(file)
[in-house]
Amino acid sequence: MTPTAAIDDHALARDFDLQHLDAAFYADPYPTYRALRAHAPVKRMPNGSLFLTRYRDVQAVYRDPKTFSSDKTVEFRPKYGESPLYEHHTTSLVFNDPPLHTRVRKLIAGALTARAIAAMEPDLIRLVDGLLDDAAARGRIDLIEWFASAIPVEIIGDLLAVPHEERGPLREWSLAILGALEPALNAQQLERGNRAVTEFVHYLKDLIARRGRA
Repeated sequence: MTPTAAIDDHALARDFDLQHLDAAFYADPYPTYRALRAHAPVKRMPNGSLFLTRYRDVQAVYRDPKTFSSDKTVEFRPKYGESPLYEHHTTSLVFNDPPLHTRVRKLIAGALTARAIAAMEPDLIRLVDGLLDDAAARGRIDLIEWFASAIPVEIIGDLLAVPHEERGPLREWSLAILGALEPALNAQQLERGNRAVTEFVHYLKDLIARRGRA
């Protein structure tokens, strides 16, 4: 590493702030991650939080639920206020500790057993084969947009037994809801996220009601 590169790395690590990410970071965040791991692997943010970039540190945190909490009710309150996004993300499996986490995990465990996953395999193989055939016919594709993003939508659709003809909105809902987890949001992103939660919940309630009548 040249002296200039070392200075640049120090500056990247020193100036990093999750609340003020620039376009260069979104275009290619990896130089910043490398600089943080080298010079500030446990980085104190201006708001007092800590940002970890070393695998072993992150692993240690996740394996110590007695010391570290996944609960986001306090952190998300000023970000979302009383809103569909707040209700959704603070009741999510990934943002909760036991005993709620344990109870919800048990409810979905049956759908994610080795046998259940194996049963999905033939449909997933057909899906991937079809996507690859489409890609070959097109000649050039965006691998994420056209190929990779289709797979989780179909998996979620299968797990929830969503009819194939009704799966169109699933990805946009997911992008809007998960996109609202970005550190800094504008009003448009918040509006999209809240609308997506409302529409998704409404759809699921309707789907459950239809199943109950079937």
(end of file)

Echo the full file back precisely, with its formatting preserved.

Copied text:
[in-house]
Amino acid sequence: MTPTAAIDDHALARDFDLQHLDAAFYADPYPTYRALRAHAPVKRMPNGSLFLTRYRDVQAVYRDPKTFSSDKTVEFRPKYGESPLYEHHTTSLVFNDPPLHTRVRKLIAGALTARAIAAMEPDLIRLVDGLLDDAAARGRIDLIEWFASAIPVEIIGDLLAVPHEERGPLREWSLAILGALEPALNAQQLERGNRAVTEFVHYLKDLIARRGRA
Repeated sequence: MTPTAAIDDHALARDFDLQHLDAAFYADPYPTYRALRAHAPVKRMPNGSLFLTRYRDVQAVYRDPKTFSSDKTVEFRPKYGESPLYEHHTTSLVFNDPPLHTRVRKLIAGALTARAIAAMEPDLIRLVDGLLDDAAARGRIDLIEWFASAIPVEIIGDLLAVPHEERGPLREWSLAILGALEPALNAQQLERGNRAVTEFVHYLKDLIARRGRA
């Protein structure tokens, strides 16, 4: 590493702030991650939080639920206020500790057993084969947009037994809801996220009601 590169790395690590990410970071965040791991692997943010970039540190945190909490009710309150996004993300499996986490995990465990996953395999193989055939016919594709993003939508659709003809909105809902987890949001992103939660919940309630009548 040249002296200039070392200075640049120090500056990247020193100036990093999750609340003020620039376009260069979104275009290619990896130089910043490398600089943080080298010079500030446990980085104190201006708001007092800590940002970890070393695998072993992150692993240690996740394996110590007695010391570290996944609960986001306090952190998300000023970000979302009383809103569909707040209700959704603070009741999510990934943002909760036991005993709620344990109870919800048990409810979905049956759908994610080795046998259940194996049963999905033939449909997933057909899906991937079809996507690859489409890609070959097109000649050039965006691998994420056209190929990779289709797979989780179909998996979620299968797990929830969503009819194939009704799966169109699933990805946009997911992008809007998960996109609202970005550190800094504008009003448009918040509006999209809240609308997506409302529409998704409404759809699921309707789907459950239809199943109950079937």